Hunt Represents Successful Wolf Conservation
On September 16, a hunter killed the first wolf in Montana’s first regulated, fair chase wolf hunting season. His shot in a remote wilderness area of southwestern Montana signaled that wolves in the northern Rockies are fully recovered to the point that populations can now support regulated hunting seasons.
To those unfamiliar with how wildlife conservation works, it may seem strange that a hunting season represents a healthy and recovered wildlife population. After all, wasn’t hunting responsible for killing all the wolves in Montana in the early 1900s?
Actually, no. What drove wolves to near extinction in the West were largely state and federal eradication programs and bounties that encouraged indiscriminate shooting, trapping, and poisoning of any and all wolves across the region. That was a different era, a time when many predator species, including bald eagles, were viewed as vermin that should be wiped out to protect both game animals and livestock. We’ve learned a lot since then, and attitudes toward many wildlife species have changed greatly.
Wolves were protected by the federal Endangered Species Act in 1973. The population in Montana slowly recovered and then took off after the U.S. Fish & Wildlife Service released 66 wolves into Yellowstone National Park and central Idaho in the mid-1990s. Numbers in Montana grew from just 1 wolf in 1980 to roughly 500 today. As a result of this successful population recovery, the federal government returned wolf management authority to the state. With that new authority, Montana approved—as it does for other large carnivores such as cougars and black bears—a carefully regulated hunting season that allows for a portion of the wolf population to be sustainably harvested each year. In this, the first year of hunting, the FWP Commission opted for a conservative harvest of no more than 75 wolves. This ensures that the population will not decline and allows our department to carefully monitor the population during and after the hunting season.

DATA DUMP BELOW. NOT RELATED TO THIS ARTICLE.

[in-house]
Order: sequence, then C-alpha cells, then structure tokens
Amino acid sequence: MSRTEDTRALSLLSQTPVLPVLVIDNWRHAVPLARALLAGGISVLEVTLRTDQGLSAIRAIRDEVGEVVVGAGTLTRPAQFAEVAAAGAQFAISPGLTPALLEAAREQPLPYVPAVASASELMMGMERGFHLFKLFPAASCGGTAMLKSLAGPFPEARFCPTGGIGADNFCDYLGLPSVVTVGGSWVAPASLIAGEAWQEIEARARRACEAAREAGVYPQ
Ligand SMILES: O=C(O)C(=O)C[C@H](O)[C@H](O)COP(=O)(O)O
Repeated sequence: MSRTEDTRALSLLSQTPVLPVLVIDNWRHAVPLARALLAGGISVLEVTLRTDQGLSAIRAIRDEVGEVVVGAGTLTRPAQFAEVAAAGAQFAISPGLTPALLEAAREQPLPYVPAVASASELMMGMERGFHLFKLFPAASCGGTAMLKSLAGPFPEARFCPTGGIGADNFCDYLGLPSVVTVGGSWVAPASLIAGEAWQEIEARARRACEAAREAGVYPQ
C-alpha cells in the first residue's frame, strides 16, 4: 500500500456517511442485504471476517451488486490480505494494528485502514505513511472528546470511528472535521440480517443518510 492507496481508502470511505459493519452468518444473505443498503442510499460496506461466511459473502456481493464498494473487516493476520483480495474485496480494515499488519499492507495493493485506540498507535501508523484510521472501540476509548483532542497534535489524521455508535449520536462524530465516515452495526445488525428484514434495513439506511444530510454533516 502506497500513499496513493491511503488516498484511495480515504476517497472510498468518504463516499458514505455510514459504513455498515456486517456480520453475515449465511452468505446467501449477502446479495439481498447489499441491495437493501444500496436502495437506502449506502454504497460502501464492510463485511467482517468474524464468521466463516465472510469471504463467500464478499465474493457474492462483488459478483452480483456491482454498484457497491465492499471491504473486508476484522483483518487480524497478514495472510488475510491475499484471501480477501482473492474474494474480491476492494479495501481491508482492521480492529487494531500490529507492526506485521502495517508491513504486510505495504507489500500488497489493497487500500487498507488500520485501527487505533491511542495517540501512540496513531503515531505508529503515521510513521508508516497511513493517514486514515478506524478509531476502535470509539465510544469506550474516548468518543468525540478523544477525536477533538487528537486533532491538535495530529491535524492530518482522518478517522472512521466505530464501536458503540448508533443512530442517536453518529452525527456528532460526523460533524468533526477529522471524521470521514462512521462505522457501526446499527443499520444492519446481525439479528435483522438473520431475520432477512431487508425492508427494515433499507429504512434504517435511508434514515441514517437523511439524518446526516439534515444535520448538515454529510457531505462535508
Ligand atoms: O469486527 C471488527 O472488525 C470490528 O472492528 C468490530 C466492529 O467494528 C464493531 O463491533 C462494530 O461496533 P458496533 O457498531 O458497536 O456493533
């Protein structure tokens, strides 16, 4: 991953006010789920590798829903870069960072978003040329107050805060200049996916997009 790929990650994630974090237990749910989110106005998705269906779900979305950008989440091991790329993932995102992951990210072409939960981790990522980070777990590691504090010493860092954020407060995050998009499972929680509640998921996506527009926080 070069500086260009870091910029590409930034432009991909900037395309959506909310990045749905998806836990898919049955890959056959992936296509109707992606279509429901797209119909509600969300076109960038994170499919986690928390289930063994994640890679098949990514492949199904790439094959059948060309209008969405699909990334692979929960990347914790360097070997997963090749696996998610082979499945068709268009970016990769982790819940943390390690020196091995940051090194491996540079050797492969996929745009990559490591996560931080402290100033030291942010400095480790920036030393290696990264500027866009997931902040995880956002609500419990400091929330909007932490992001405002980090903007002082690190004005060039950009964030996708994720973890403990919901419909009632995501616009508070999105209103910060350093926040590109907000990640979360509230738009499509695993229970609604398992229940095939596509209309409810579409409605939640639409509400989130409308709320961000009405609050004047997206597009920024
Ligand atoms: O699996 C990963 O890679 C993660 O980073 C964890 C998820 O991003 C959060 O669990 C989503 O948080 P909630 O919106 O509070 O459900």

Montana’s wolf hunting season will not endanger the health of the wolf population. State and federal monitoring shows that wolves continue to move among subpopulations in the three recovery zones—the Greater Yellowstone Ecosystem, northwestern Montana, and central Idaho—as well as to and from Canada. This movement will help maintain genetic diversity. Montana’s wolf season was designed to not impede wolf dispersal, such as by stipulating that no more than 25 percent of the harvest can come during December, when wolves are especially mobile and moving among subpopulations.
While Montana’s wolf population will remain healthy, it still needs control to retain a reasonable balance of the carnivores and other wildlife. In hunting districts near Yellowstone, wolves have killed up to 20 percent of the elk. Calf recruitment in parts of the Bitterroots this past spring dropped to a record low. And wolves may be worsening the effects of recent severe winters on northwestern whitetail populations. Also, 77 cattle and 111 sheep were confirmed as killed by wolves last year, and more wolf depredations likely occurred but could not be verified. The wolf hunting season is intended to help reduce livestock losses and lessen effects on wild ungulate populations.
Each year, hunters in this state kill roughly 1,200 black bears and anywhere from 300 to 600 mountain lions as part of carefully regulated seasons. But because bears and lions produce new cubs and kittens each year, and the animals have ample habitat in which to live, the populations of both species remain healthy. This department manages bears and lions in balance with their habitat, other wildlife, and the people who live in Montana. The same holds true for elk, deer, and all the other game species.
And it will be the same for wolves, too. .
Joe Maurier is Director of Montana Fish, Wildlife & Parks